How to Improve Your Eye Contact When Public Speaking

Learning how to improve your eye contact when public speaking is one of the most important skillsets you can pick up to connect with your audience.

Giving poor eye contact when public speaking, on the other hand, is one of the fastest ways to lose an audience completely.

An Example of Poor Eye Contact When Public Speaking, and It’s Consequences…

I remember watching a politician come in to give a guest lecture while I was in university.

He was a bit of a mumbler, and had a fairly thick accent, but he seemed to speak with sincerity, and came off as being genuinely fired up about the agenda he was proposing.

And then, at the climax of his speech, when he was preparing for his magnum opus, his home run swing to connect with the audience…

“And let me tell you, from the bottom of my heart, if there is one issue I’m truly passionate about, it’s…”

…And then he broke his eye contact, paused, and looked down at his paper to find the end of his sentence.

It was absolutely disastrous–several students burst out in laughter in response.  The spell was instantly broken, and the plucky, awkwardly charming politician lost any hope of winning over his audience.

Eye Contact When Public Speaking – A Primer

Eye contact is an incredibly powerful tool for connecting with your audience.  It heightens the audience’s attention.  It makes listeners feel like they’re being spoken “with” instead of spoken “at.”

Just how powerful is eye contact?  We all know it’s a big deal, but just how big a deal it is might still manage to surprise you.  In one study, scientists found that consumers were significantly more likely to purchase a particular brand of cereal in cases where the *cartoon character* on the front of the box was positioned to “look” at customers at eye level as they passed by.

Obviously, eye contact has a mountain of other positive effects on listeners.  It’s been shown to make a speaker more memorable, appear more sincere, more authoritative, etc.

Eye contact matters–the better you get at it, the more effective you’ll be as a speaker.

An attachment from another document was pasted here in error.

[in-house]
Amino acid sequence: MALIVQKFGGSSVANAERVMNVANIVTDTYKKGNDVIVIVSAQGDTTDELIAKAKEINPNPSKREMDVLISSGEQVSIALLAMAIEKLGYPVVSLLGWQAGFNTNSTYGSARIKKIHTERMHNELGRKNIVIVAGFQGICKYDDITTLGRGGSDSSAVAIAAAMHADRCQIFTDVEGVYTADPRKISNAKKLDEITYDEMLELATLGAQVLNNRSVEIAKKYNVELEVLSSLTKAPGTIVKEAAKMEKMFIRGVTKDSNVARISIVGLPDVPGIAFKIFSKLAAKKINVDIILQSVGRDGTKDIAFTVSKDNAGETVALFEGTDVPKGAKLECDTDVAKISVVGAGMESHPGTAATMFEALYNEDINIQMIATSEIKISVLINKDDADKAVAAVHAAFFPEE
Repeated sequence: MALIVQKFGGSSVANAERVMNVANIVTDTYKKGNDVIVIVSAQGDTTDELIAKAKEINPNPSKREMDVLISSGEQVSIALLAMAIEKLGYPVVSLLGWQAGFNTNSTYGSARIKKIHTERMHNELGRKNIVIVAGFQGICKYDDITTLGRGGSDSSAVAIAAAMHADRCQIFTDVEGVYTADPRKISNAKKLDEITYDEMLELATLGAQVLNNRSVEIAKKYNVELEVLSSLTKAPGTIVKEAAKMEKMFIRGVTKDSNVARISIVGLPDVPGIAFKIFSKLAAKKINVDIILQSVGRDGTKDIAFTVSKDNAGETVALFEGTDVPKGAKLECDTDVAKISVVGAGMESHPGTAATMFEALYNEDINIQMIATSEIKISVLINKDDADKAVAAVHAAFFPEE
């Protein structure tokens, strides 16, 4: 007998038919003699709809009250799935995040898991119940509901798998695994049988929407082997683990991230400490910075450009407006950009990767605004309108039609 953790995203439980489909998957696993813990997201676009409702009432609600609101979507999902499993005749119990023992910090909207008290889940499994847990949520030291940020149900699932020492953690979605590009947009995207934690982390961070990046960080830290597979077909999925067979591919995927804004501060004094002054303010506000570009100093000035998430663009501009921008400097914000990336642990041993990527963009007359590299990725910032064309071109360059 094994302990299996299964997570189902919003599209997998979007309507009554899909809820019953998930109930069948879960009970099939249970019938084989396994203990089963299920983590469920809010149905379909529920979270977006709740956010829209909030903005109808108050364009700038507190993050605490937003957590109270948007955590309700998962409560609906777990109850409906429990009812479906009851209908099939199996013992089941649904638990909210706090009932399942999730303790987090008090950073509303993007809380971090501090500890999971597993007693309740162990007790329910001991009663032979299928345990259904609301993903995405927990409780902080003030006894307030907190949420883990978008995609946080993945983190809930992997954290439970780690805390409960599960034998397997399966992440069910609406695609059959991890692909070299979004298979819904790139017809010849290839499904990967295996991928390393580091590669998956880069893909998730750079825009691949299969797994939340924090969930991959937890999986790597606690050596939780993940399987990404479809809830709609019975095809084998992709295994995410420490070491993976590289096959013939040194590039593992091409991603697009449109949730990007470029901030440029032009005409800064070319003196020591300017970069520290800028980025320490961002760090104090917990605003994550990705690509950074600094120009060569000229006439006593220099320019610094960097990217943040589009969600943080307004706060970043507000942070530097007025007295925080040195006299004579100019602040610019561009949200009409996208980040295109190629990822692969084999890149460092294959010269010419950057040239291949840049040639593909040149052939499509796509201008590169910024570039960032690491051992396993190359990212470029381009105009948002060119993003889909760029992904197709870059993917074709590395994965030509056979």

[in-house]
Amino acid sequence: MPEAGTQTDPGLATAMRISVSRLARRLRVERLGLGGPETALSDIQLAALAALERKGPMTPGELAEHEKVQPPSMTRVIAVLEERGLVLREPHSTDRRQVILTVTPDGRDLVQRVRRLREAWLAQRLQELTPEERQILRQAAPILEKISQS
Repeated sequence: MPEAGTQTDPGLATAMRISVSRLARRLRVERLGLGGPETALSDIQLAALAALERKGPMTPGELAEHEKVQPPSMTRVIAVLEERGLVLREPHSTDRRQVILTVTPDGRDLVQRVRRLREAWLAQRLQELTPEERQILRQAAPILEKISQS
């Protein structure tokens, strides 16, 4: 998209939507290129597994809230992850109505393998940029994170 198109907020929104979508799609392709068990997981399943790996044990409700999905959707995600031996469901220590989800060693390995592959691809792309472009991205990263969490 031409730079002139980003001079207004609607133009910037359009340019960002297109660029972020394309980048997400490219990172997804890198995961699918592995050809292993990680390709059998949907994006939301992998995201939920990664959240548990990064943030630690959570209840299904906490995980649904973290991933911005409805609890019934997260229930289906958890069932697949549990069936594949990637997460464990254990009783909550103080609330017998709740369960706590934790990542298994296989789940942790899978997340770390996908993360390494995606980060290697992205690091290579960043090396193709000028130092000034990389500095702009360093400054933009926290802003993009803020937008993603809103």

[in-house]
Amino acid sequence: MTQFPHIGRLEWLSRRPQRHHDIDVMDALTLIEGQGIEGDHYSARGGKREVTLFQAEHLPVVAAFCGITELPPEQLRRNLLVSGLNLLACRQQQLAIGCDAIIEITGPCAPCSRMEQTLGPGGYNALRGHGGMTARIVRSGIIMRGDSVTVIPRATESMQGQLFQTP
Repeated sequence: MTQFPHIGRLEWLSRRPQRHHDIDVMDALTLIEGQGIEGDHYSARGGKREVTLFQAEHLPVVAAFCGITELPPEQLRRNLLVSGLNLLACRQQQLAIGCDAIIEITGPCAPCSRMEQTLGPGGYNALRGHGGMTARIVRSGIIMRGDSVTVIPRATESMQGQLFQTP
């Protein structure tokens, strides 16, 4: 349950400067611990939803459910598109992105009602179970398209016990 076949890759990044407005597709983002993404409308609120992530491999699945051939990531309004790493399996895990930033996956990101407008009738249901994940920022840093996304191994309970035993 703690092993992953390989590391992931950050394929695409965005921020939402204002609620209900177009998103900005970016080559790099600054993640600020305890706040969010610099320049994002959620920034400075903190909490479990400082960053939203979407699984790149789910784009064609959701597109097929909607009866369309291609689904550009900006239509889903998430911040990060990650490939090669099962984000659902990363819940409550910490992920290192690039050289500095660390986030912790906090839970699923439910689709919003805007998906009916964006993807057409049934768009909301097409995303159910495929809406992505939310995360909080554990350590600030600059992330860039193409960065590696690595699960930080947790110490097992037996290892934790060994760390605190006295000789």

Now, let’s get into the nitty-gritty of the do’s, don’ts, and how-tos….

Eye Contact When Public Speaking – The Most Common Mistakes

When I sit someone down to address their eye contact during a presentation, there are a few scenarios that generally come up again and again.

One of the most common issues are from speakers unsure of how to balance strong eye contact with an audience, and the need to read through their written speech.  A lot of folks get nervous that the more time they spend looking out to their audience, the more chance there is of losing their place in their speech.  Similarly, a lot of clients view it as an “all-or-nothing” scenario: believing that the only way to have strong, consistent eye contact is to completely memorize their speech, and therefore not needing to use or glance at any notes at all.

Of course, if you’re entire presentation is memorized, it absolutely does make a steady, powerful rapport with your audience much easier, since you can maintain unbroken eye contact with your audience throughout your presentation.  And rest assured–I have plenty of material available on techniques you can use to help in memorizing your material.

Thankfully, though, it’s complete nonsense to suggest that you can’t establish excellent eye contact with an audience if you’re reading your speech, or using notes.

The secret is simply how to balance the two effectively.

Studies have found that as spending as little as 30% of your total speaking time giving eye contact to your audience can produce dramatic effects on their level of engagement and interest.

What does that mean in practice?

It means that with little to no memorization skill, you can still develop memorable, impactful eye contact, with a few simple tips.

Eye Contact During Public Speaking – Two Things You Can Do To Improve Immediately

Eventually, my goal is to train every student to be able to either complete memorize all of their material, or to only need to rely on a single page with key bullet points–both of which make eye contact much easier to maintain consistently with the audience.